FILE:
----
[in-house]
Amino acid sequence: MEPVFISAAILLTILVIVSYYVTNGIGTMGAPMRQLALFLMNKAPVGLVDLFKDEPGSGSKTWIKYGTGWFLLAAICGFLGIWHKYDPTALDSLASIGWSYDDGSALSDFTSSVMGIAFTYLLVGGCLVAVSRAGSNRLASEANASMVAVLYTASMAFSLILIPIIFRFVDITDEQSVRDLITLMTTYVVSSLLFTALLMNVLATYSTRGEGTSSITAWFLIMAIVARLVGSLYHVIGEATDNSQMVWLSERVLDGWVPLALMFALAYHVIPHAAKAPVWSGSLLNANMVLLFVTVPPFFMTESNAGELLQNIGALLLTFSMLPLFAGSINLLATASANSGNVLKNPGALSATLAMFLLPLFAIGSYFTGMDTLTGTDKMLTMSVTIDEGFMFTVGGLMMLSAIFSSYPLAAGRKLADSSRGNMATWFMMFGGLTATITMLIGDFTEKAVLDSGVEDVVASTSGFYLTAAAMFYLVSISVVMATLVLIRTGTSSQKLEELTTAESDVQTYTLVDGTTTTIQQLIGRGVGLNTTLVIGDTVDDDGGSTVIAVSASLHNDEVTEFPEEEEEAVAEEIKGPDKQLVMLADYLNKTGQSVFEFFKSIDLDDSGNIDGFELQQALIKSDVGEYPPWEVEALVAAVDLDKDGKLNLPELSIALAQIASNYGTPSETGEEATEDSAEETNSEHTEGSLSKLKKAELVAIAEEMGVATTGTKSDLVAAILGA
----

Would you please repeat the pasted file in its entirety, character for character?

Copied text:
[in-house]
Amino acid sequence: MEPVFISAAILLTILVIVSYYVTNGIGTMGAPMRQLALFLMNKAPVGLVDLFKDEPGSGSKTWIKYGTGWFLLAAICGFLGIWHKYDPTALDSLASIGWSYDDGSALSDFTSSVMGIAFTYLLVGGCLVAVSRAGSNRLASEANASMVAVLYTASMAFSLILIPIIFRFVDITDEQSVRDLITLMTTYVVSSLLFTALLMNVLATYSTRGEGTSSITAWFLIMAIVARLVGSLYHVIGEATDNSQMVWLSERVLDGWVPLALMFALAYHVIPHAAKAPVWSGSLLNANMVLLFVTVPPFFMTESNAGELLQNIGALLLTFSMLPLFAGSINLLATASANSGNVLKNPGALSATLAMFLLPLFAIGSYFTGMDTLTGTDKMLTMSVTIDEGFMFTVGGLMMLSAIFSSYPLAAGRKLADSSRGNMATWFMMFGGLTATITMLIGDFTEKAVLDSGVEDVVASTSGFYLTAAAMFYLVSISVVMATLVLIRTGTSSQKLEELTTAESDVQTYTLVDGTTTTIQQLIGRGVGLNTTLVIGDTVDDDGGSTVIAVSASLHNDEVTEFPEEEEEAVAEEIKGPDKQLVMLADYLNKTGQSVFEFFKSIDLDDSGNIDGFELQQALIKSDVGEYPPWEVEALVAAVDLDKDGKLNLPELSIALAQIASNYGTPSETGEEATEDSAEETNSEHTEGSLSKLKKAELVAIAEEMGVATTGTKSDLVAAILGA